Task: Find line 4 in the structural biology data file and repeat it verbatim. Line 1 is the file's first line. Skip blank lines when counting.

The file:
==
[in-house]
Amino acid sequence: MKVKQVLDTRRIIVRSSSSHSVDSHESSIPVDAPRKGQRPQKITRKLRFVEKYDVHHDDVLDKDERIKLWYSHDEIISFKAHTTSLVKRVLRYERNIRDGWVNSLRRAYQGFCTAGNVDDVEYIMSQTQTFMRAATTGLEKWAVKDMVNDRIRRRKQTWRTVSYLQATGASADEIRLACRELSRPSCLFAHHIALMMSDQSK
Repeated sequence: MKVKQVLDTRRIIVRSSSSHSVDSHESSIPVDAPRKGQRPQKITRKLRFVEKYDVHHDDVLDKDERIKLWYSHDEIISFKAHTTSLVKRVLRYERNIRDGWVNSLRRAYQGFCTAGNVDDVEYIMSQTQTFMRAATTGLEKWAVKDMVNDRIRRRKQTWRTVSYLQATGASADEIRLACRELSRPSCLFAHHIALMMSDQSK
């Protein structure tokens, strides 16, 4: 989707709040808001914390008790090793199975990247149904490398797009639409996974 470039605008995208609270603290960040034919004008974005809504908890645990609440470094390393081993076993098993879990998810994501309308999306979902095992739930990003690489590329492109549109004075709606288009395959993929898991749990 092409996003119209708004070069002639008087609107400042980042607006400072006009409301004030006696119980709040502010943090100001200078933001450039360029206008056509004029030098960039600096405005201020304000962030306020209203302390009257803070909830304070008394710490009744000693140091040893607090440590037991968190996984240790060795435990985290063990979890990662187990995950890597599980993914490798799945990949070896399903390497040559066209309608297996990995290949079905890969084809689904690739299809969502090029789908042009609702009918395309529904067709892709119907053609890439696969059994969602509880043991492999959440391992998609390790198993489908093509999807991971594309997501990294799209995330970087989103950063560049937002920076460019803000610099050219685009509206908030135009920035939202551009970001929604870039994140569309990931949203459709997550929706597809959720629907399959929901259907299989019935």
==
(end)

């Protein structure tokens, strides 16, 4: 989707709040808001914390008790090793199975990247149904490398797009639409996974 470039605008995208609270603290960040034919004008974005809504908890645990609440470094390393081993076993098993879990998810994501309308999306979902095992739930990003690489590329492109549109004075709606288009395959993929898991749990 092409996003119209708004070069002639008087609107400042980042607006400072006009409301004030006696119980709040502010943090100001200078933001450039360029206008056509004029030098960039600096405005201020304000962030306020209203302390009257803070909830304070008394710490009744000693140091040893607090440590037991968190996984240790060795435990985290063990979890990662187990995950890597599980993914490798799945990949070896399903390497040559066209309608297996990995290949079905890969084809689904690739299809969502090029789908042009609702009918395309529904067709892709119907053609890439696969059994969602509880043991492999959440391992998609390790198993489908093509999807991971594309997501990294799209995330970087989103950063560049937002920076460019803000610099050219685009509206908030135009920035939202551009970001929604870039994140569309990931949203459709997550929706597809959720629907399959929901259907299989019935």